Low heartbeat

Had my St Jude’s PM installed 4 weeks ago. My heart rate has stayed at 60 until yesterday when it dropped to mid 5O’s. Bradycardia due to enlarged heart and weak heart muscles was diagnosed. Should I be concerned that the PM is not doing it’s jb properly?


2 Comments

Is the pacemaker pacing when it should?

by Gotrhythm - 2019-07-01 15:43:33

When they check your pacemaker they can see if your pacemaker is initiating a beat (pacing) as often as it shoud.  An EKG will also show the paced beats. So it's really pretty easy to tell if the pacemaker is working as it is programmed to. 

But, here's what you need to understand. The pacemaker doesn't take over the job of causing the heart to beat. It works with the heart. So the heart has to be able to beat at what ever rate the pacemaker is programmed to. In your case, it looks like the pacemaker is doing it's job, but the heart isn't.

I'm a little puzzled by the diagnosis. "Bradycardia" just means slow heart rate or heartrate below 60bpm. It doesn't say anything about why the heartrate is slow. But I presume you got the pacemaker because you had bradycardia. So what's significant is that your heartrate is slow despite having a pacemaker.

I don't have any personal knowledge of "weak heart muscles,"  but if I were confronted with that diagnosis I would have some questions. 

I would want to know what "weak heart muscles" means. What test showed "weak heart muscles?" Are all parts of the heart weak, or just some? What are the other symptoms, in addition to bradycardia, of "weak heart muscles?" What is the treatment for "weak heart muscles?" Is there another diagnosis--other than weak heart muscles--that would account for the symptoms?

Finally, is there any way the pacemaker could be reprogrammed to help your heart have a more nearly normal beat?

Hope this helps.

 

Self-monitoring

by crustyg - 2019-07-05 12:14:20

A sudden drop in paced heart rate at the low end - in the first few weeks after your PM + Lead(s) have been implanted - should suggest the *possibility* that the lead has become dislodged.  There's quite a lot that you haven't provided (one lead, two leads) but from the 'doctor speak' in your post it sounds as though you have a low left ventricular ejection fraction from one cause or another.  There's no one single cause for this - could be something that will get better, or not.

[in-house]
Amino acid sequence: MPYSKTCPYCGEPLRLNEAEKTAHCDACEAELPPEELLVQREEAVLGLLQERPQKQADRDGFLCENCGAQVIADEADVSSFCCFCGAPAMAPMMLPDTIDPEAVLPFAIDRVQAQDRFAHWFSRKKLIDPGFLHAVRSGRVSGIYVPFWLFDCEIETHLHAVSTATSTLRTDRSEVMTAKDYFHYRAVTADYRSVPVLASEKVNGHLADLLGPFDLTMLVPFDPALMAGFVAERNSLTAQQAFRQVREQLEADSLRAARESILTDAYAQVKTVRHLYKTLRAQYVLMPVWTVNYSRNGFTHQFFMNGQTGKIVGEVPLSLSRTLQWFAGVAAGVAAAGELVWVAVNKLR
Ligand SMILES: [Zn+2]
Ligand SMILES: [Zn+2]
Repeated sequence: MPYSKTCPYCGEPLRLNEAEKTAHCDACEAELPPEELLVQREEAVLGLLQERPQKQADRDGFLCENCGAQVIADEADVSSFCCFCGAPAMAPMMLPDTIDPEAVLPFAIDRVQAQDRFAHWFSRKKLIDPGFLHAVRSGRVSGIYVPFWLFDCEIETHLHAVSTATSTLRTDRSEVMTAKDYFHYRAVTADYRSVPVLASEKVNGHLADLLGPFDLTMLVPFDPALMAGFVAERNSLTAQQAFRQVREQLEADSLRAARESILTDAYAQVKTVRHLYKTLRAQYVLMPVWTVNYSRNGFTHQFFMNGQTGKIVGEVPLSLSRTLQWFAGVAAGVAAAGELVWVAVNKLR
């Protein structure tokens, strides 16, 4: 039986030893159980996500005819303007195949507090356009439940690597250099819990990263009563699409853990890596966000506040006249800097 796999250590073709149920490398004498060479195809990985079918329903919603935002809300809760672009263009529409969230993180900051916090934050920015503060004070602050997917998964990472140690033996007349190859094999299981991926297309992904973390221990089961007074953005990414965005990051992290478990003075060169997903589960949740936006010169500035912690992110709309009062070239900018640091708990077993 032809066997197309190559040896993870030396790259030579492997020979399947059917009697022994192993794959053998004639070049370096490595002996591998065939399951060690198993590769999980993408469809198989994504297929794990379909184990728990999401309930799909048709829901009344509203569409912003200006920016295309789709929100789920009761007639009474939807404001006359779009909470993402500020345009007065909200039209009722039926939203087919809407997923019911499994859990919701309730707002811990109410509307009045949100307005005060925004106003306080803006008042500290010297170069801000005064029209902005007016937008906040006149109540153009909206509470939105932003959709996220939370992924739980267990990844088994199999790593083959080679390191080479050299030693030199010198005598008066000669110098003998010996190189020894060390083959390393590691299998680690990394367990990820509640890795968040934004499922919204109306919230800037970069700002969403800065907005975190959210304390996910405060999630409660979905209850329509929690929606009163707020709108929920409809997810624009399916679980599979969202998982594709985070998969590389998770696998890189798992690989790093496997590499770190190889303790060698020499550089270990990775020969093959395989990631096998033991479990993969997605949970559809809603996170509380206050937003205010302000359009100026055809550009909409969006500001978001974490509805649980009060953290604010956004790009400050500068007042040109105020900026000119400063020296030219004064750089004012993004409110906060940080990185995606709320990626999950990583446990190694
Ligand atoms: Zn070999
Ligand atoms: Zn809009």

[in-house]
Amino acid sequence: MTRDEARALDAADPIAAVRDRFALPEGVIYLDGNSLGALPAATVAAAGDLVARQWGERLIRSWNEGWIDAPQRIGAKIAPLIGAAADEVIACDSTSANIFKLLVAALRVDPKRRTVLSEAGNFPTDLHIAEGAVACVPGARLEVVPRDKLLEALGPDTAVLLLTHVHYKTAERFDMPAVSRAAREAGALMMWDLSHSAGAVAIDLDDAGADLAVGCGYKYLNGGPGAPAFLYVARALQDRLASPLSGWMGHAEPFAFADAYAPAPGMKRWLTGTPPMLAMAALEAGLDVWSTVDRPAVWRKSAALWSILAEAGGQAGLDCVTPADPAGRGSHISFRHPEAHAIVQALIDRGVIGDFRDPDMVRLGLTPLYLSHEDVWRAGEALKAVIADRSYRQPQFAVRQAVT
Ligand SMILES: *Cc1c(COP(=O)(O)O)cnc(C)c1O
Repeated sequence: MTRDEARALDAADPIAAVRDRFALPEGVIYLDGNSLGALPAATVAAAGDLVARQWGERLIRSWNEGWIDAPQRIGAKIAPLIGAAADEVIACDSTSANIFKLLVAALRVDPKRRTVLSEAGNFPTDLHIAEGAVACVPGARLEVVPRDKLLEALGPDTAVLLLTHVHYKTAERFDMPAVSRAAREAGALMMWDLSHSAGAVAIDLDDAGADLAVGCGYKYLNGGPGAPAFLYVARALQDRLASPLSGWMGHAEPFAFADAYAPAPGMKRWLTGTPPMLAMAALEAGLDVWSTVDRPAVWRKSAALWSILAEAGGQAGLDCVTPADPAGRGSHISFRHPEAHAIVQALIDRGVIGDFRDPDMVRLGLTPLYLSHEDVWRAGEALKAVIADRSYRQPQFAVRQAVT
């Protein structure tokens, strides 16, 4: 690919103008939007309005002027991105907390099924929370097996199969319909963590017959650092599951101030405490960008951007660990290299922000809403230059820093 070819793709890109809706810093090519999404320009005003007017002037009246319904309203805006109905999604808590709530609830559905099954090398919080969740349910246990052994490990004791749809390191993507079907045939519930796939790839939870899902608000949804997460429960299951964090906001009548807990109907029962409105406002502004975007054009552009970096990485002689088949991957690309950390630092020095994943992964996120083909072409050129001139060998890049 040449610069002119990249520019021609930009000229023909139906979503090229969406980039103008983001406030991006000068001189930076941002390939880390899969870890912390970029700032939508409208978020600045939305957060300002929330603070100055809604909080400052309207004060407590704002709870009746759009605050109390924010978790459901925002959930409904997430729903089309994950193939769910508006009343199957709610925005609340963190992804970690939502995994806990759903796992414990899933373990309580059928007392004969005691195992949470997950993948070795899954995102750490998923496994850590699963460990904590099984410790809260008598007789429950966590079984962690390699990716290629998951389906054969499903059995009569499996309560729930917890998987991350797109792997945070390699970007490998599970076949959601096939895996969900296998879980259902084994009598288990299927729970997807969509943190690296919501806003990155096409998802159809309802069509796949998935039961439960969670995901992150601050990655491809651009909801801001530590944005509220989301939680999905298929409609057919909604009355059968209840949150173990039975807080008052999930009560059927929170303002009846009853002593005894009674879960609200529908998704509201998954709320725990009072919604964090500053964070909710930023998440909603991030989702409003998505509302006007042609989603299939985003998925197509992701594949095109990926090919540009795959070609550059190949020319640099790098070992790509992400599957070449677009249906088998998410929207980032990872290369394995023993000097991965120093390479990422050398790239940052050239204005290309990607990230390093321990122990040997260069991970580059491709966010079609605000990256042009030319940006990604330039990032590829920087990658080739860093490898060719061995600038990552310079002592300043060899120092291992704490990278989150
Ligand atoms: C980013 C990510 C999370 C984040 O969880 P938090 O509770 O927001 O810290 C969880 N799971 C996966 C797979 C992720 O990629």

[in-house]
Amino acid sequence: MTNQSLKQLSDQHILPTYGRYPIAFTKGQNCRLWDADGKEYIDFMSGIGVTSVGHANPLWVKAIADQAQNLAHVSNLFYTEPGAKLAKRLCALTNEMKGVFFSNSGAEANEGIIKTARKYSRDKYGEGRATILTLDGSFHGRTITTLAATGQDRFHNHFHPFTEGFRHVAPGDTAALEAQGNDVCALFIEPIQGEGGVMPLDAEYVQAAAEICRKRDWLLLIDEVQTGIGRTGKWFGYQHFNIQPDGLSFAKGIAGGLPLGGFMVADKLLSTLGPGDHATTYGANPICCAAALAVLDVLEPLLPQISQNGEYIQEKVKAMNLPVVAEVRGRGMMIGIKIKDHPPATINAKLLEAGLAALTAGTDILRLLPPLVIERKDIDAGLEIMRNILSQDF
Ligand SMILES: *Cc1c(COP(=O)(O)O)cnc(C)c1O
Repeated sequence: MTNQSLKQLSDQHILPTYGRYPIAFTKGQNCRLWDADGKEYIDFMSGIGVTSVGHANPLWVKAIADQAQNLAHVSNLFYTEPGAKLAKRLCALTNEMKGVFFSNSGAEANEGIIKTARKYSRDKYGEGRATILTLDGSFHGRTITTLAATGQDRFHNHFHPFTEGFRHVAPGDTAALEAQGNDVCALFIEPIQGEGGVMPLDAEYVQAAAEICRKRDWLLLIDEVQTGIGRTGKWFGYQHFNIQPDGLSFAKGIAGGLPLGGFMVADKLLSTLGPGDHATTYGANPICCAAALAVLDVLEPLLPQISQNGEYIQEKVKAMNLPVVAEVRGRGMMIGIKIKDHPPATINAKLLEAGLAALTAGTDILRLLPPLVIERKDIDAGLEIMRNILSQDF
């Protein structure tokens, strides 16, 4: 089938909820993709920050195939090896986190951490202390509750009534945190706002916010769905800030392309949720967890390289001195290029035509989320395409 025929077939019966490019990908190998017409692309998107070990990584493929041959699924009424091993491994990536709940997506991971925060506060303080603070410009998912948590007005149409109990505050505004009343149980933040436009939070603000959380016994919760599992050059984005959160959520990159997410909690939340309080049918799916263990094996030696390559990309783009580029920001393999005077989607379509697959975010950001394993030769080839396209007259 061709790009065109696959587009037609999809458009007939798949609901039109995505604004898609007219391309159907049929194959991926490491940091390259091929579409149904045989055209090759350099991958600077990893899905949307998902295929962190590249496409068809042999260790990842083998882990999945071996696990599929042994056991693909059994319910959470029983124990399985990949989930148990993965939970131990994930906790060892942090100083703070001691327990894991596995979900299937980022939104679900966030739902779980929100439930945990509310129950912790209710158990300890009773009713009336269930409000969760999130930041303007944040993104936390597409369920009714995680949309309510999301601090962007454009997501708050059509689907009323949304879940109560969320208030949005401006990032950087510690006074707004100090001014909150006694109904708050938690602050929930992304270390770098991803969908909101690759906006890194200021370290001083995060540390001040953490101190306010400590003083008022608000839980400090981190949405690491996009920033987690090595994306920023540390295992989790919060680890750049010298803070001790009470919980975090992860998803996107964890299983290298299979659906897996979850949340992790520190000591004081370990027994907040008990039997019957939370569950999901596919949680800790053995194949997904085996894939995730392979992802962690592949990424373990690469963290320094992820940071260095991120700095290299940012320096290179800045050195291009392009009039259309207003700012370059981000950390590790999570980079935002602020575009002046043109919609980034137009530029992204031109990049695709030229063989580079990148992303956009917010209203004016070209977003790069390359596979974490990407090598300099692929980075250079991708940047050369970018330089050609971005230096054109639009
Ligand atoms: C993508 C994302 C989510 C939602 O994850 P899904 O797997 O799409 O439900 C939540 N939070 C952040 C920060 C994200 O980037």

You can easily buy a finger pulse-oximeter to measure your heart rate (about $20) if you don't like counting your pulse, or you can buy a little portable ECG machine (about $70-80) which can capture your heart rate, and show you the pacing artefact of your normal PM operation - or not, if the lead's become dislodged.

If you're being remotely monitored they should be calling/emailing you, but if not, perhaps time to call them and bring your six-week check forward a few days.

As a retired physician this is all bread+butter to me, but it sounds as though you need a little more information from your physian/EP and perhaps some leaflets about PMs, your heart condition and a diagnostic label.  Keep asking your medical advisors questions.  The more you show interest and understanding, the more they will be comfortable sharing with you - and if they don't then find someone better.  It's your body, your life.

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